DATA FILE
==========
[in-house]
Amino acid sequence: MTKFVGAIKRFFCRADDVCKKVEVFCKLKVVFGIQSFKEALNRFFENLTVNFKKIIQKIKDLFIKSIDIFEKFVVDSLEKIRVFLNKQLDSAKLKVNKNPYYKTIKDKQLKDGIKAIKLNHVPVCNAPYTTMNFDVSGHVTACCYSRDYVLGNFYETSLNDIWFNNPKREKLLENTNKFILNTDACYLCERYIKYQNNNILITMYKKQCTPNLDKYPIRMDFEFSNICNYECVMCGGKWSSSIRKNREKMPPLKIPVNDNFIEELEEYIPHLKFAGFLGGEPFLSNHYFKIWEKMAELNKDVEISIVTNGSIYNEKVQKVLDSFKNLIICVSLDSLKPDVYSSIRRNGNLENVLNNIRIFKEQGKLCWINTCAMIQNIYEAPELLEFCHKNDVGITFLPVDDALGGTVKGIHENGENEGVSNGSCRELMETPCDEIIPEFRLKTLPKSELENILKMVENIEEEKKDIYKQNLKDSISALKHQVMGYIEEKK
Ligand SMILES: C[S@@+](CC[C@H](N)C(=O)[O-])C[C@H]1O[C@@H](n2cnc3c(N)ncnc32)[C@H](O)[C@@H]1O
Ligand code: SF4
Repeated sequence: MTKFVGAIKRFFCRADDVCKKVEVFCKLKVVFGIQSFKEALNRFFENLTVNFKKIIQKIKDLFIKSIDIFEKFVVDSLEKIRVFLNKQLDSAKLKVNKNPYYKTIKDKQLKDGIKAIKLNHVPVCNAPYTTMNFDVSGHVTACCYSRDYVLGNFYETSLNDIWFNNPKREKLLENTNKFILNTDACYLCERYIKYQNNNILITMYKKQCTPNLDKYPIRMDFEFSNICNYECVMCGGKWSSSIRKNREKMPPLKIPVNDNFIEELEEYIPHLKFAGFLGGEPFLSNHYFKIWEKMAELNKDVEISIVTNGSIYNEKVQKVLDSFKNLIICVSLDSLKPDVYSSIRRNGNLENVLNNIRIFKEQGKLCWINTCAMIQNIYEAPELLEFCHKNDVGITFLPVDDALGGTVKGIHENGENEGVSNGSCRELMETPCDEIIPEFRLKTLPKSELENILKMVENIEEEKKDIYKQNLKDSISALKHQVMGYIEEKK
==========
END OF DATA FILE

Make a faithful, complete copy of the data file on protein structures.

[in-house]
Amino acid sequence: MTKFVGAIKRFFCRADDVCKKVEVFCKLKVVFGIQSFKEALNRFFENLTVNFKKIIQKIKDLFIKSIDIFEKFVVDSLEKIRVFLNKQLDSAKLKVNKNPYYKTIKDKQLKDGIKAIKLNHVPVCNAPYTTMNFDVSGHVTACCYSRDYVLGNFYETSLNDIWFNNPKREKLLENTNKFILNTDACYLCERYIKYQNNNILITMYKKQCTPNLDKYPIRMDFEFSNICNYECVMCGGKWSSSIRKNREKMPPLKIPVNDNFIEELEEYIPHLKFAGFLGGEPFLSNHYFKIWEKMAELNKDVEISIVTNGSIYNEKVQKVLDSFKNLIICVSLDSLKPDVYSSIRRNGNLENVLNNIRIFKEQGKLCWINTCAMIQNIYEAPELLEFCHKNDVGITFLPVDDALGGTVKGIHENGENEGVSNGSCRELMETPCDEIIPEFRLKTLPKSELENILKMVENIEEEKKDIYKQNLKDSISALKHQVMGYIEEKK
Ligand SMILES: C[S@@+](CC[C@H](N)C(=O)[O-])C[C@H]1O[C@@H](n2cnc3c(N)ncnc32)[C@H](O)[C@@H]1O
Ligand code: SF4
Repeated sequence: MTKFVGAIKRFFCRADDVCKKVEVFCKLKVVFGIQSFKEALNRFFENLTVNFKKIIQKIKDLFIKSIDIFEKFVVDSLEKIRVFLNKQLDSAKLKVNKNPYYKTIKDKQLKDGIKAIKLNHVPVCNAPYTTMNFDVSGHVTACCYSRDYVLGNFYETSLNDIWFNNPKREKLLENTNKFILNTDACYLCERYIKYQNNNILITMYKKQCTPNLDKYPIRMDFEFSNICNYECVMCGGKWSSSIRKNREKMPPLKIPVNDNFIEELEEYIPHLKFAGFLGGEPFLSNHYFKIWEKMAELNKDVEISIVTNGSIYNEKVQKVLDSFKNLIICVSLDSLKPDVYSSIRRNGNLENVLNNIRIFKEQGKLCWINTCAMIQNIYEAPELLEFCHKNDVGITFLPVDDALGGTVKGIHENGENEGVSNGSCRELMETPCDEIIPEFRLKTLPKSELENILKMVENIEEEKKDIYKQNLKDSISALKHQVMGYIEEKK